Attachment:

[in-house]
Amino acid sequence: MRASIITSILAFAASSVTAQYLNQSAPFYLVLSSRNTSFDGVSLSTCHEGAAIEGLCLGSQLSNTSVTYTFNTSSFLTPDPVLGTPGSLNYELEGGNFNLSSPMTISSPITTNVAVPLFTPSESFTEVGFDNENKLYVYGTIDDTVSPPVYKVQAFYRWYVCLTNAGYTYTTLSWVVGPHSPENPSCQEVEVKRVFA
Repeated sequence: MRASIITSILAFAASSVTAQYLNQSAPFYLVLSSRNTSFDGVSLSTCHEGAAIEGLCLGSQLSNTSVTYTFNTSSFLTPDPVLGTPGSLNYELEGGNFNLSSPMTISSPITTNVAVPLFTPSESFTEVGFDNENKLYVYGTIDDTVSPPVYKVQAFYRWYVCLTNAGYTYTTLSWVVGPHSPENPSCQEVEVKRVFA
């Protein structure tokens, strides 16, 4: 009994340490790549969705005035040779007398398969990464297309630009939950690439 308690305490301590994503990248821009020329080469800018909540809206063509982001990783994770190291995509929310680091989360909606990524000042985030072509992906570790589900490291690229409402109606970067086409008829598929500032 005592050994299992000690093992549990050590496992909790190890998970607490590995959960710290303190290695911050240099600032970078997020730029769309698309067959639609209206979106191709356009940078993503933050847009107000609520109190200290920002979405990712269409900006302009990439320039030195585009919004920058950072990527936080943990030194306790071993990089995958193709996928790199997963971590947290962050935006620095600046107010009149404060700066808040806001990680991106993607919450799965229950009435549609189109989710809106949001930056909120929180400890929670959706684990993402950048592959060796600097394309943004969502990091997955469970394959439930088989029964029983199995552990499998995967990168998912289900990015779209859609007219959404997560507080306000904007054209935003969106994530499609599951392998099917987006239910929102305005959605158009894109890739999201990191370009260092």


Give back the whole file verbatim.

[in-house]
Amino acid sequence: MRASIITSILAFAASSVTAQYLNQSAPFYLVLSSRNTSFDGVSLSTCHEGAAIEGLCLGSQLSNTSVTYTFNTSSFLTPDPVLGTPGSLNYELEGGNFNLSSPMTISSPITTNVAVPLFTPSESFTEVGFDNENKLYVYGTIDDTVSPPVYKVQAFYRWYVCLTNAGYTYTTLSWVVGPHSPENPSCQEVEVKRVFA
Repeated sequence: MRASIITSILAFAASSVTAQYLNQSAPFYLVLSSRNTSFDGVSLSTCHEGAAIEGLCLGSQLSNTSVTYTFNTSSFLTPDPVLGTPGSLNYELEGGNFNLSSPMTISSPITTNVAVPLFTPSESFTEVGFDNENKLYVYGTIDDTVSPPVYKVQAFYRWYVCLTNAGYTYTTLSWVVGPHSPENPSCQEVEVKRVFA
């Protein structure tokens, strides 16, 4: 009994340490790549969705005035040779007398398969990464297309630009939950690439 308690305490301590994503990248821009020329080469800018909540809206063509982001990783994770190291995509929310680091989360909606990524000042985030072509992906570790589900490291690229409402109606970067086409008829598929500032 005592050994299992000690093992549990050590496992909790190890998970607490590995959960710290303190290695911050240099600032970078997020730029769309698309067959639609209206979106191709356009940078993503933050847009107000609520109190200290920002979405990712269409900006302009990439320039030195585009919004920058950072990527936080943990030194306790071993990089995958193709996928790199997963971590947290962050935006620095600046107010009149404060700066808040806001990680991106993607919450799965229950009435549609189109989710809106949001930056909120929180400890929670959706684990993402950048592959060796600097394309943004969502990091997955469970394959439930088989029964029983199995552990499998995967990168998912289900990015779209859609007219959404997560507080306000904007054209935003969106994530499609599951392998099917987006239910929102305005959605158009894109890739999201990191370009260092």